He has contributed works regarding Mexican - Americans, which is an area that is not very known in poetry.
Critics say that Soto is at the prime of his career and that there is no indication that he will slow down.
So, Gary Soto will continue to produce work and increase the American awareness and knowledge of poetry.
In the future, Soto's skills will continue to improve and he will become more prominent in common American literature. Criticism "Gary Soto's poems are fast, funny, heartening, and achingly believable, like Polaroid love letters, or snatches of music heard out of a passing car; patches of beauty like patches of sunlight; the very pulse of a life." - Joyce Carol Oates
“Soto’s poetry conveys a tone not usually found in Chicano writers…if this may make his poetry at times linguistically complicitous with the object criticized, it also allows poetry to speak to a you who is part of the middle class he is attacking.” - The Latin American Literary Review
“Soto continues…in a fascinating pattern of discovery throughout his poetry and prose; each time he invokes his father in his writing.” - The Western Literature Association First Stanza You're in this dream of cotton plants.
You raise a hoe, swing, and the first weeds
Fall with a sigh. You take another step,
Chop, and the sigh comes again,
Until you yourself are breathing that way
With each step, a sigh that will follow you into town. Second Stanza That's hours later. The sun is a red blister
Coming up in your palm. Your back is strong,
Young, not yet the broken chair
In an abandoned school of dry spiders. Dust settles on your forehead, dirt
Smiles under each fingernail.
You chop, step, and by the end of the first row,
You can buy one splendid fish for wife
And three sons. Another row, another fish,
Until you have enough and move on to milk,
Bread, meat. Ten hours and the cupboards creak. You can rest in the back yard under a tree.
Your hands twitch on your lap,
Not unlike the fish on a pier or the bottom
Of a boat. You drink iced tea. The minutes jerk
Like flies. Third Stanza It's dusk, now night,
And the lights in your home are on.
That costs money, yellow light
In the kitchen. That's thirty steps,
You say to your hands,
Now shaped into binoculars.
You could raise them to your eyes: You were a fool in school, now look at you.
You're a giant among cotton plants.
Now you see your oldest boy, also running.
Papa, he says, it's time to come in.
You pull him into your lap
And ask, What's forty times nine?
He knows as well as you, and you smile. The wind makes peace with the trees,
The stars strike themselves in the dark.
You get up and walk with the sigh of cotton plants.
You go to sleep with a red sun on your palm,
The sore light you see when you first stir in bed. Overall... Why This Poem? Connection to Soto's Life Prize Money The first few lines establish that the person being described in the poem is a farmer.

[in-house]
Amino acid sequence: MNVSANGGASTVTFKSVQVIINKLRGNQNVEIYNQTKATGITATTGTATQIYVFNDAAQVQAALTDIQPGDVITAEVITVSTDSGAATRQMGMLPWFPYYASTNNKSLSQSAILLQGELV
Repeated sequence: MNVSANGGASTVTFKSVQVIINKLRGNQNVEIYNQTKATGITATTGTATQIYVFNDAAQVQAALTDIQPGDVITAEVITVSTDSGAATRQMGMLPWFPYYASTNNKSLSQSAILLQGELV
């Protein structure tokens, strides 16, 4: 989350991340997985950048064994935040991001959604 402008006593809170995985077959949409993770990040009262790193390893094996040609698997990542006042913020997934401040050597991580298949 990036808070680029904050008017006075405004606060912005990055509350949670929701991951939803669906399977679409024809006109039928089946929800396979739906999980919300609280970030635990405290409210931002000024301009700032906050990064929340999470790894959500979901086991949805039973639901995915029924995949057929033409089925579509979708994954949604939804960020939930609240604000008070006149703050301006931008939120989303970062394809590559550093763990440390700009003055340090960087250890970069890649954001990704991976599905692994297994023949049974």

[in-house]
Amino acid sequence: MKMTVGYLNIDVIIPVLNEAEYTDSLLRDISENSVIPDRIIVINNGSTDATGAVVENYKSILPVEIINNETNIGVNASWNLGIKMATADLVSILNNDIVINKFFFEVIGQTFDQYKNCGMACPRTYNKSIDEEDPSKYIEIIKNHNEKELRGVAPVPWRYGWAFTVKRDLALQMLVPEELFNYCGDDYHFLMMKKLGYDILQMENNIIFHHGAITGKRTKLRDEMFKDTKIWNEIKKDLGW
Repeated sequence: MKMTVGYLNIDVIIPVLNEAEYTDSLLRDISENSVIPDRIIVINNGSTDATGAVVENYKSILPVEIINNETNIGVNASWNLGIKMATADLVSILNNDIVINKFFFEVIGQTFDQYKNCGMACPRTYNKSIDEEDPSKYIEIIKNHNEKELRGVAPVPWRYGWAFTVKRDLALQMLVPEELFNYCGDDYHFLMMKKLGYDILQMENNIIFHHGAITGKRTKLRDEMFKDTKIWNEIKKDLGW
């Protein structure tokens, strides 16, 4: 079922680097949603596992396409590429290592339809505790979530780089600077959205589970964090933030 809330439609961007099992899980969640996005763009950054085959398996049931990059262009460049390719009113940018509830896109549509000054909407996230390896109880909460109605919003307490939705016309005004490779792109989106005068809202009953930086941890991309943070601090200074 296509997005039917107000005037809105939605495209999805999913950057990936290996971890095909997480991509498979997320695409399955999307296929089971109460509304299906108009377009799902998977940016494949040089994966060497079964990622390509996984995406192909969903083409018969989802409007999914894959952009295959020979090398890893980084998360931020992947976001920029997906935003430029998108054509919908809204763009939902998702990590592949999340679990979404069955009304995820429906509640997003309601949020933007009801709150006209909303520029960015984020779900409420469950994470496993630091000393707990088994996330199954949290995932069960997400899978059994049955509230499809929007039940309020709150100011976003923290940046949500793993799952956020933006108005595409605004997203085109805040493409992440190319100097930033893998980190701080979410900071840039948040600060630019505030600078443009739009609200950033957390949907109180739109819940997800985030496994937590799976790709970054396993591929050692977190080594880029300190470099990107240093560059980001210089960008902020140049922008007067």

The work involved with reaping cotton is described.
The next few lines serve to indicate the extensiveness and repetition of the farmer's work.
The end of the stanza stresses that the farmer's work is his life.

The farmer is still young.
He is blistered by the work that he does, again stressing the difficulty of his job.
His back is not yet broken by all the work that he has to do.
Soto beautifully makes a metaphor to compare the back of the farmer to a chair in a school.
The work is hard and the farmer becomes dirty as a result of it.
The farmer can directly relate his work to what he receives from it. These lines tells us that the farmer sees his work as a means to provide for his family.
Every row of cotton he farms will result in food for his family.
In a day's worth of work, the "cupboards creak" because they are laden with food.
The farmer loves his family, because they are foremost in his mind as he works, and he work for the sole purpose of providing for them.
After the day of work is done, the farmer rests.
His hands twitch because his body is still used to the repetitive motions of farming.
The hard work has caused this.
In the next three lines, Soto brilliantly makes use of figurative language.
He first compares the twitching of the hands to fish in a boat. This is to visually describe the twitches, because fish on the bottom of a boat twitch after they have been caught and continue to do so.
Then, Soto compares time with flies. He did this to explain to the readers that time doesn't flow smoothly. The jerking of the time is similar to the random movements of flies.

The farmer's work is done and he is at home with his family.
He again shows his understanding of how his work is connected with his life.
He also understands the importance of money, because he acknowledges that light costs money and that is equivalent to thirty steps of cotton.
His hands are cringed in the shape of binoculars because the work is so intense that they remain in the same shape as they are when he is holding a sickle.
The farmer did not care for school when he was a child and now he has the life of a farmer.
The farmer acknowledges his life and accepts it. He ironically describes himself as a giant.
The farmer is very dignified man. After a hard day of work, with his body injured and he is tired, he still has time for his children and sits them on his lap.
He is very proud of his children and quizzes them on math. He wants his children to be as dignified as him, but he doesn't want them to be farmers.
The farmer's life is the work he does. He goes to sleep and wakes up to the same work and life every day. Analysis of "A Red Palm" Produced by... Satya Yerrabolu Vivek Koganti Shae Darough